No, the majority of Inquests will be heard without, however, a work related death will be heard with a jury. The Coroner may pose questions at the start of the Inquest for the jury to answer including how the person died and likely cause of death. They retire at the end of the Inquest to agree a response and can be directed by the Coroner in matters of law. The jury can ask questions or ask for clarification and so in that sense, it is similar to a Crown Court environment.


This is what makes an Inquest different. Before the Inquest, the Coroner will hold a pre Inquest review where the scope of the Inquest is set out and the Coroner decides who to call as a witness. All witnesses must attend and will receive a formal summons to attend. At the pre Inquest, the Coroner will identify ‘Interested Persons‘. These are the only people allowed to ask questions during the Inquest (besides the Coroner and Jury) and can include lawyers acting for Interested Persons, the Interested Person themselves as well as the family of the deceased. This is what makes an Inquest different. As a witness in the past, I have had to answer difficult questions from the family as well as barristers acting for 3rd parties and it’s that open court environment that makes an Inquest different. Given the nature of an Inquest, emotions can run high and they can be very tense affairs. All witnesses giving oral evidence do so on ‘oath’ (swearing on a religious book) or on affirmation (a promise to tell the truth). It is a criminal offence to lie in an Inquest. Witnesses are legally entitled not to answer any questions that may self incriminate.


At the end of the Inquest, the Coroner will set out the Inquest Conclusions (no longer called a verdict). For work related deaths, the most common Conclusions are:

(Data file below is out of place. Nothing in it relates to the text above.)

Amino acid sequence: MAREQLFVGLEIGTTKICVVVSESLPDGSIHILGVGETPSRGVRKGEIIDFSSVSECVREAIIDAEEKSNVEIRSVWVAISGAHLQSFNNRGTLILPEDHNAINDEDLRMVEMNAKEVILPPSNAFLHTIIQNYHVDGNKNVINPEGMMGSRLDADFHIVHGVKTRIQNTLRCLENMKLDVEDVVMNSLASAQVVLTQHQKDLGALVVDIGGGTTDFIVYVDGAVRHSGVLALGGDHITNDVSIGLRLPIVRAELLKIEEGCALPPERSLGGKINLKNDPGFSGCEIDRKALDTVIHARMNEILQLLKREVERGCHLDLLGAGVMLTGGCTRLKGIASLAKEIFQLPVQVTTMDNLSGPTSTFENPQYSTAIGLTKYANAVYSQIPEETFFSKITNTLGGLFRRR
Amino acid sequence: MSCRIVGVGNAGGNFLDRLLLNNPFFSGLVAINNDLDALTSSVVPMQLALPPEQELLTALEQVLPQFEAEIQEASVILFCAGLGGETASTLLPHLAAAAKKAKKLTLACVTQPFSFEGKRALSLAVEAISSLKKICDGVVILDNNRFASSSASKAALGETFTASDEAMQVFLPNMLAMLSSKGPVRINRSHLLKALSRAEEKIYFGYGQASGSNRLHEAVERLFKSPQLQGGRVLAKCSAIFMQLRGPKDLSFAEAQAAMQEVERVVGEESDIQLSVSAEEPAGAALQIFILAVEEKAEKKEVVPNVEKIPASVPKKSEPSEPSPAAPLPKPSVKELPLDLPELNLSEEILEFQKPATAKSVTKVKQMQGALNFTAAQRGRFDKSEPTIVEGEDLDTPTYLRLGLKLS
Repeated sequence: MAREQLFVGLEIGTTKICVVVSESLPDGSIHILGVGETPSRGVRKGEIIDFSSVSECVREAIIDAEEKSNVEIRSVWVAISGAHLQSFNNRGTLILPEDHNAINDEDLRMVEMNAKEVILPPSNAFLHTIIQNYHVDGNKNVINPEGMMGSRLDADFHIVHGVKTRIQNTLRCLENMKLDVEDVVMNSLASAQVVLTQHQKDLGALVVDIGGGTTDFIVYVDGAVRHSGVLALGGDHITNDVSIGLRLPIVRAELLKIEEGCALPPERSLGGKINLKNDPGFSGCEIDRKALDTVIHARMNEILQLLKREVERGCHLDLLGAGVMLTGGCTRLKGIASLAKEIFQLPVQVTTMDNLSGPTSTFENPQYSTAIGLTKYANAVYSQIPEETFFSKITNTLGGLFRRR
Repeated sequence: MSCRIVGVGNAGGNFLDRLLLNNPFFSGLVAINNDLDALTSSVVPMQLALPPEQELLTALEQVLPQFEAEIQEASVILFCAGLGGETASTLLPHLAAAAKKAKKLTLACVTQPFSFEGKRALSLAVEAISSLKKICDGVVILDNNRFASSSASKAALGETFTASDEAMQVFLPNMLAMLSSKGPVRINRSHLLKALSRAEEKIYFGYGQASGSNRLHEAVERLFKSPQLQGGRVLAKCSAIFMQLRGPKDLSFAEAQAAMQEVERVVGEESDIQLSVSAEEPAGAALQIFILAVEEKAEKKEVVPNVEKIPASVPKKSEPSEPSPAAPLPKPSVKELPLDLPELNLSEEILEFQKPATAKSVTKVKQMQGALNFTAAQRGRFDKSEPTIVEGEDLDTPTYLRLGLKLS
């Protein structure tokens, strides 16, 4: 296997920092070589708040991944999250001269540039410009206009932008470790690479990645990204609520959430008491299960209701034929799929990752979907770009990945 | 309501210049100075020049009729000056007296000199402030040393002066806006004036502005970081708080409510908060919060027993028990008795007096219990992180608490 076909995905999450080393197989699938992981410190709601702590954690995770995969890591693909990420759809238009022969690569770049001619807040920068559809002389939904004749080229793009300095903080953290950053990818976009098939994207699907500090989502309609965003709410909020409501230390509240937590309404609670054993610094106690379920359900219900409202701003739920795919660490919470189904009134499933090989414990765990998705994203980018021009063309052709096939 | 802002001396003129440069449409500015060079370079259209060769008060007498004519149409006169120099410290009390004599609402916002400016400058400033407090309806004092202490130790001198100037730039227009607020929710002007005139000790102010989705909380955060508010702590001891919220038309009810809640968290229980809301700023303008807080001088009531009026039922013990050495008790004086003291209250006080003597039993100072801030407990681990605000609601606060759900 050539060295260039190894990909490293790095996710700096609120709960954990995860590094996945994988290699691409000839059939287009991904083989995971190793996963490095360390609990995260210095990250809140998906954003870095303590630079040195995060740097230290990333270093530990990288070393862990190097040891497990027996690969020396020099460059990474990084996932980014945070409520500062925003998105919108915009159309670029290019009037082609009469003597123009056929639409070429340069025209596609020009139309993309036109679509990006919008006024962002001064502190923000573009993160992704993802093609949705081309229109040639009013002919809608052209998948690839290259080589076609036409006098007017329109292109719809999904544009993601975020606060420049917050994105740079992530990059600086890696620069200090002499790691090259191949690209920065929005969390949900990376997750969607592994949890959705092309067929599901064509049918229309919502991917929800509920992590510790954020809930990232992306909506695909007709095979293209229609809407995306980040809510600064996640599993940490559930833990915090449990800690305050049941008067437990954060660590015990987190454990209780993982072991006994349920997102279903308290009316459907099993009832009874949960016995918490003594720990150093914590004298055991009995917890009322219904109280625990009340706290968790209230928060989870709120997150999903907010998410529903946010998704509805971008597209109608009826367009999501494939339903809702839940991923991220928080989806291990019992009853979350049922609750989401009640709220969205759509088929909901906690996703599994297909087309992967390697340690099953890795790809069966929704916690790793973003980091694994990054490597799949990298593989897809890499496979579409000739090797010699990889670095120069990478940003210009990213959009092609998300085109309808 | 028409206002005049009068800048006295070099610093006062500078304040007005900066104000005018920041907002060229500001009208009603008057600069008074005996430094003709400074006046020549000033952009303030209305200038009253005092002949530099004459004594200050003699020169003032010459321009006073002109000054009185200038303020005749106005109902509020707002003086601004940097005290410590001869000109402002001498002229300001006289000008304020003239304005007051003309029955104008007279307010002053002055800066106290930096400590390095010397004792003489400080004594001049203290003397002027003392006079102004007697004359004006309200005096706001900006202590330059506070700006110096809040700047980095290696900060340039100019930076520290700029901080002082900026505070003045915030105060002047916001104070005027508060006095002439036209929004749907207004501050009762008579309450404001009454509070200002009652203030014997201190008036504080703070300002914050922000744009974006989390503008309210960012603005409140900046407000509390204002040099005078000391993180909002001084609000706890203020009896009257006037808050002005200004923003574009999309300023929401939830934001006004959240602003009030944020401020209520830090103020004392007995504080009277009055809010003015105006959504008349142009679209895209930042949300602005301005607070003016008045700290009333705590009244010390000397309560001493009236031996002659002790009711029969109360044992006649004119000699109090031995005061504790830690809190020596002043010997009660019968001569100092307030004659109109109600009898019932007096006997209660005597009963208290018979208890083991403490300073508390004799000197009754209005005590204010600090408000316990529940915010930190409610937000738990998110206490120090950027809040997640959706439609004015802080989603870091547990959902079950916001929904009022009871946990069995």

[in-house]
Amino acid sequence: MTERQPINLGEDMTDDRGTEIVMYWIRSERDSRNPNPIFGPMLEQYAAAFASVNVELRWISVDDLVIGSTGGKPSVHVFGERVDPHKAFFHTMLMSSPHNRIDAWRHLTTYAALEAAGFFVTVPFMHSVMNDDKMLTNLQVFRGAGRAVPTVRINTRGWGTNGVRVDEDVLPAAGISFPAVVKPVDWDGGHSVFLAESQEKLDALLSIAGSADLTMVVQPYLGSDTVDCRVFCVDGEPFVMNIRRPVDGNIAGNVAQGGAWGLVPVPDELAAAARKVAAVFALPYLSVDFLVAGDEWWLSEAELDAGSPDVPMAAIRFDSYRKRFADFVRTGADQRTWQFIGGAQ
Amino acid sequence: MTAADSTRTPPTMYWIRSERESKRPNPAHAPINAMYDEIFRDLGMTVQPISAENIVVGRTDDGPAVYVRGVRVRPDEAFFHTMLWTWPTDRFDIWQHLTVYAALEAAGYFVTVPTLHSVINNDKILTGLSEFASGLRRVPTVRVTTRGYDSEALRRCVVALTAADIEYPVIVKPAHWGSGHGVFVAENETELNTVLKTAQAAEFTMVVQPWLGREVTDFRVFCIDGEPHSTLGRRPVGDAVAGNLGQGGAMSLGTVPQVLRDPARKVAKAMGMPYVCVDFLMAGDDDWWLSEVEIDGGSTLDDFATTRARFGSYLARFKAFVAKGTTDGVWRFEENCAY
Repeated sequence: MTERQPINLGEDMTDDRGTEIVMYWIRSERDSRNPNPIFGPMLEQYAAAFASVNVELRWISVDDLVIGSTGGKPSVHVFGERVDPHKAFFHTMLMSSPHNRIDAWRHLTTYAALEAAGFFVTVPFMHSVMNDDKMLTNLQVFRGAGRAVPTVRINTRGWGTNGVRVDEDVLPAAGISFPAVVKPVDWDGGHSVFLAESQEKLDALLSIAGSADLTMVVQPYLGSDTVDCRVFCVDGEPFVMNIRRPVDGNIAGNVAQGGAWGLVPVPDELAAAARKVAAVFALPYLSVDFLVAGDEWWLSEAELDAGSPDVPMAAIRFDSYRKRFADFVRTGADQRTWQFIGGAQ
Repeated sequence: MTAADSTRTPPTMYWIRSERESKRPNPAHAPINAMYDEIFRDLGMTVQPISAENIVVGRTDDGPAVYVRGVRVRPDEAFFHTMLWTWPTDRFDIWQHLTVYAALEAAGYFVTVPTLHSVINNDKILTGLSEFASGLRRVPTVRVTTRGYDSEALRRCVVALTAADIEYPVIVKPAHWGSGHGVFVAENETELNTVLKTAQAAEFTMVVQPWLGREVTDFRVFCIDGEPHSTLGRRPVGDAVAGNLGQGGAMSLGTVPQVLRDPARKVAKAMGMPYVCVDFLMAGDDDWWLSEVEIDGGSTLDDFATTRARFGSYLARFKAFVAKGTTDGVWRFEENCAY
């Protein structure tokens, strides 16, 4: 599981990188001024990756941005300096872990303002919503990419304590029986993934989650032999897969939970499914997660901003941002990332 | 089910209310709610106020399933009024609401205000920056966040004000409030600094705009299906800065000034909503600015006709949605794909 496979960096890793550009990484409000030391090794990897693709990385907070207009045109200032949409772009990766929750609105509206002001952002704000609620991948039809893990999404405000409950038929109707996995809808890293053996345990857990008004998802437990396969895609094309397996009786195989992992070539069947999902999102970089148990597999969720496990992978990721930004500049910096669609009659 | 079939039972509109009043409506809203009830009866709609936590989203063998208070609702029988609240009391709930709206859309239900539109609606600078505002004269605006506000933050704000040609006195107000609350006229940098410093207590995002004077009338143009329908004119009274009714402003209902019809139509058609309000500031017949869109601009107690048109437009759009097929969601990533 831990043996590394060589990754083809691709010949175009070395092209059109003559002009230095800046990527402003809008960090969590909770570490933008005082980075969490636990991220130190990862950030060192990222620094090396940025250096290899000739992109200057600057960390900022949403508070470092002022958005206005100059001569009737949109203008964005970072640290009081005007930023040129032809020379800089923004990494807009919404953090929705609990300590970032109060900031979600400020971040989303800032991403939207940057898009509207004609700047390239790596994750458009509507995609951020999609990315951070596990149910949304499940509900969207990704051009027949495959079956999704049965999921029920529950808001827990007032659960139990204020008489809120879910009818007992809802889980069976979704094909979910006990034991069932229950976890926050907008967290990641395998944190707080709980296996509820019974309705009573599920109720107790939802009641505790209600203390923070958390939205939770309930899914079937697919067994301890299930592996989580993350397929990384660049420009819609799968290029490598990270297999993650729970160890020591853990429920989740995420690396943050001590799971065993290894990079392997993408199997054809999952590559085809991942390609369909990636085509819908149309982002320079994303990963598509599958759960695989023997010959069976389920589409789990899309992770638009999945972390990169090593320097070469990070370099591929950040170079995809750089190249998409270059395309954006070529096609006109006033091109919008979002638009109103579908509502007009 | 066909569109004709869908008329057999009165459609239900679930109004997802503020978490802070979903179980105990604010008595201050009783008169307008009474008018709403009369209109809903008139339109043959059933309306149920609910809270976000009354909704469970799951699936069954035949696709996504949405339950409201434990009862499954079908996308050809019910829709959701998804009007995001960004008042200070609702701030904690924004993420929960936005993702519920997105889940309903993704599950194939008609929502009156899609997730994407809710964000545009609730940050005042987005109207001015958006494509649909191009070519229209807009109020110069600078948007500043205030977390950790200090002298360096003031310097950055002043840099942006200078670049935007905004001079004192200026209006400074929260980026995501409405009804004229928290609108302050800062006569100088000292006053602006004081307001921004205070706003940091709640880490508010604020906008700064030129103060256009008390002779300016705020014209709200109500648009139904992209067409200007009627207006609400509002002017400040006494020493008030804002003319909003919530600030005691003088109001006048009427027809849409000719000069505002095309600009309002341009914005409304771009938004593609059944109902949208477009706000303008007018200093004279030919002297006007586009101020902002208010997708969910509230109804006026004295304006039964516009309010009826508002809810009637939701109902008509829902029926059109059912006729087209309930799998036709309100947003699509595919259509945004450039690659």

• Accidental death
  • Death by misadventure
  • Industrial disease
  • Unlawful killing

Other Conclusions include:

  • Alcohol/drug related
  • Lawful killing
  • Natural causes
  • Open (insufficient evidence to decide on a conclusion)
  • Road traffic collision
  • Stillbirth
  • Suicide

The Coroner concludes the Inquest stating who, when, where and how the person died on a prescribed form and stating one of the above. Where the Inquest has been more complicated or involves additional complex issues, the Coroner can also give a narrative Conclusion to further explain the circumstances leading to a death. The narrative provides a longer explanation of the facts surrounding the death and can include the Coroners or Jurys comments. The narrative is not confined to the 11 Conclusions above but can include other factors e.g. neglect. The narrative can also include answers to the questions that the Coroner posed to the Jury at the start of the Inquest.


The simple answer is no. It is for the Coroner to decide when to hold an inquest, however it is likely that the Inquest will be opened as soon as possible, for it to be adjourned pending an investigation. It is best practice for an HSE / local authority investigation to wait until the Inquest has been concluded before a decision is reached as to any further / legal action. This means, the HSE / local authority will provide an interim report to support the Inquest, but it is unlikely that a final report is provided as the investigation is still ongoing (more to come in Part 2).


At the end of an Inquest, the Coroner can issue a ‘Report to Prevent Future Deaths’ also known as a ‘Reg 28 Report’. Self-explanatory, this is a request made to relevant parties, including HSE / local authorities asking them to provide clarification on how the circumstances contributing to the death could be prevented in the future. For example, a death following a failure of lifting equipment may result in the Coroner asking if arrangements to ensure regular inspection of lifting equipment nationally are adequate. All parties receiving the request must provide a written response within 56 days. Copies of reports can be found HERE


Challenges to the Inquest Conclusions can be made to the High Court via ‘judicial review’.


I hope you are all well and negotiating the Covid-19 lockdown landscape.